414km (257 miles) W of Paris; 69km (43 miles) N of Rennes; 13km (8 miles) E of Dinard
Despite past lives as a fortress and the site of a monastery, St-Malo is best known for the corsaires who used it as a base during the 17th and 18th centuries. During wartime, a decree from the French king sanctioned the seafaring mercenaries to intercept British ships and requisition their cargo. During peacetime, they acted as intrepid merchant marines, returning from Asia and the Americas with gold, coffee, and spices. Indeed, the sea is in the hearts of all Malouins, as natives of St-Malo are called—especially during the city’s famous transatlantic sailing race, the Route du Rhum, which is held every 4 years and finishes in Guadeloupe.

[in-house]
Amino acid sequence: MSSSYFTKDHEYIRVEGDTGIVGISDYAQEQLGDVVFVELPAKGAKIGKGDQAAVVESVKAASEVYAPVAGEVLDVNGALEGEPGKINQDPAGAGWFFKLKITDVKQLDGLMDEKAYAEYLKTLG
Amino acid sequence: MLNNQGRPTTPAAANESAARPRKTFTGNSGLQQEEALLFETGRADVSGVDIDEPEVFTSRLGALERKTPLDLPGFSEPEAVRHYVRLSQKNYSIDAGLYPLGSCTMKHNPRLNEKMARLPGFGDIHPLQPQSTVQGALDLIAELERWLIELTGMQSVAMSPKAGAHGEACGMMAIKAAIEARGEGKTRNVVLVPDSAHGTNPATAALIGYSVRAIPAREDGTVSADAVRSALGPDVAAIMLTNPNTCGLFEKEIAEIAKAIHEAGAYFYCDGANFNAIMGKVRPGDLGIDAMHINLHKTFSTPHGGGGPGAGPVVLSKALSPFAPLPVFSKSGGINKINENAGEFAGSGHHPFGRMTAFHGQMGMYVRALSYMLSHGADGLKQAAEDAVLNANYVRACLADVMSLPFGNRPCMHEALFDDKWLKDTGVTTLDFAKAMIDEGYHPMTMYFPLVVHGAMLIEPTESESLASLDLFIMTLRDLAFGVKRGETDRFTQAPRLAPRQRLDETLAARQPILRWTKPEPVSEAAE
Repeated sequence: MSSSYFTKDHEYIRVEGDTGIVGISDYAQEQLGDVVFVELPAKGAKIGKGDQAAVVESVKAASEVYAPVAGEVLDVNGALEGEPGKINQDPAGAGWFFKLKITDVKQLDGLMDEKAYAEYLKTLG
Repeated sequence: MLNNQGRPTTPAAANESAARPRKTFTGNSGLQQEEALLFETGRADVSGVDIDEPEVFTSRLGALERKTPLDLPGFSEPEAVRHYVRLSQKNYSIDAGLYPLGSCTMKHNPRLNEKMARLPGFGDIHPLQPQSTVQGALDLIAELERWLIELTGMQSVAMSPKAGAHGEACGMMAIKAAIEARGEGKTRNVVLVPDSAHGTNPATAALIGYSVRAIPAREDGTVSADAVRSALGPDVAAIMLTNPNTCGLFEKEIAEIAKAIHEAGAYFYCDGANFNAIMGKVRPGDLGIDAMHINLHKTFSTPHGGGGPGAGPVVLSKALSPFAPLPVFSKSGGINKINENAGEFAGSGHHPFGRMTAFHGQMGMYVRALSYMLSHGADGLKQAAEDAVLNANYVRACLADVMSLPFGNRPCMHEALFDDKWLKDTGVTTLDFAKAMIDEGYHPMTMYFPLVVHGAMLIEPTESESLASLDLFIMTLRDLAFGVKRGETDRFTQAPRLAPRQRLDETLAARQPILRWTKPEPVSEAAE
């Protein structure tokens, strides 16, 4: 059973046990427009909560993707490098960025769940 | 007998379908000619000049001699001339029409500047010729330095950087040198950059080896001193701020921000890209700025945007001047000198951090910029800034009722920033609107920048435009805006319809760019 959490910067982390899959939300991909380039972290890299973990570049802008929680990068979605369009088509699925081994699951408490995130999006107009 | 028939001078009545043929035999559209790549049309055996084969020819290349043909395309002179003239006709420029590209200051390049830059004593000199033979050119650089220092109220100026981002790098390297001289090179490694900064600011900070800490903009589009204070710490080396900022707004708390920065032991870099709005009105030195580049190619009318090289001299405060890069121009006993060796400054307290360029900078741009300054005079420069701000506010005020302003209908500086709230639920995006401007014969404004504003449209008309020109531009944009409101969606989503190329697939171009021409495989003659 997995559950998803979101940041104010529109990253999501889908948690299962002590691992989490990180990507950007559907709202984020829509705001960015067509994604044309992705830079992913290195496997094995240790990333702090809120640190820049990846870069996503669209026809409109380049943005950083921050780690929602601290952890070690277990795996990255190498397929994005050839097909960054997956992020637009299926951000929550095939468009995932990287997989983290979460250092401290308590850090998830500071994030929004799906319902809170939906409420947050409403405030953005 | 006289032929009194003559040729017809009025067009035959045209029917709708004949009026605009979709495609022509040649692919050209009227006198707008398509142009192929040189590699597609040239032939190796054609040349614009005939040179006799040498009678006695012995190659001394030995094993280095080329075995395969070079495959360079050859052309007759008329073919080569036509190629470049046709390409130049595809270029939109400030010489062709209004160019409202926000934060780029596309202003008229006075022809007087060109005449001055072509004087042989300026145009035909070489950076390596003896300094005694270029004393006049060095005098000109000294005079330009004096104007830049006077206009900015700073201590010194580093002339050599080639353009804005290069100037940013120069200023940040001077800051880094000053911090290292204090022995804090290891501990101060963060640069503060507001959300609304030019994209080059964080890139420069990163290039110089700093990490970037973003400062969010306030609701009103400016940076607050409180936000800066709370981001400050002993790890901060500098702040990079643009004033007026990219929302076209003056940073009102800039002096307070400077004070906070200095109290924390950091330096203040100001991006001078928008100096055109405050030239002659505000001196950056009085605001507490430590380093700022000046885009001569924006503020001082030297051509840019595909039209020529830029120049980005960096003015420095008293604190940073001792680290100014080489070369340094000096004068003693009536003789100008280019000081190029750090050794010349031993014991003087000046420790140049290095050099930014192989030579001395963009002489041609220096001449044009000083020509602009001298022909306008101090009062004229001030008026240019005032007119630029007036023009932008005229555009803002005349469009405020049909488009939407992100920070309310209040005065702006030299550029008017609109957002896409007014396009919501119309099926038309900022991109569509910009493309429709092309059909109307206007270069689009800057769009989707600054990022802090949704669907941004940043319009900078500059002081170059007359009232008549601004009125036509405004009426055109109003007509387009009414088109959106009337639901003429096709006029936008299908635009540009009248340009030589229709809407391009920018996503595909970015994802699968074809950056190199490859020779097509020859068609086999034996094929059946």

Walking the ramparts and cobblestone streets, it’s hard to imagine that 80 percent of St-Malo was destroyed in World War II. What you see today is thanks to a meticulous, decades-long restoration.
St-Malo encompasses the communities of St. Servan and Paramé, but most tourists head for the walled city, or Intra-muros. In summer, the Grande Plage du Sillon towards Paramé is dotted with sun-seekers; year-round it’s sought after for its deluxe seawater spa. St. Servan’s marina is adjacent to a large terminal where ferries depart for and arrive from the Channel Islands and England.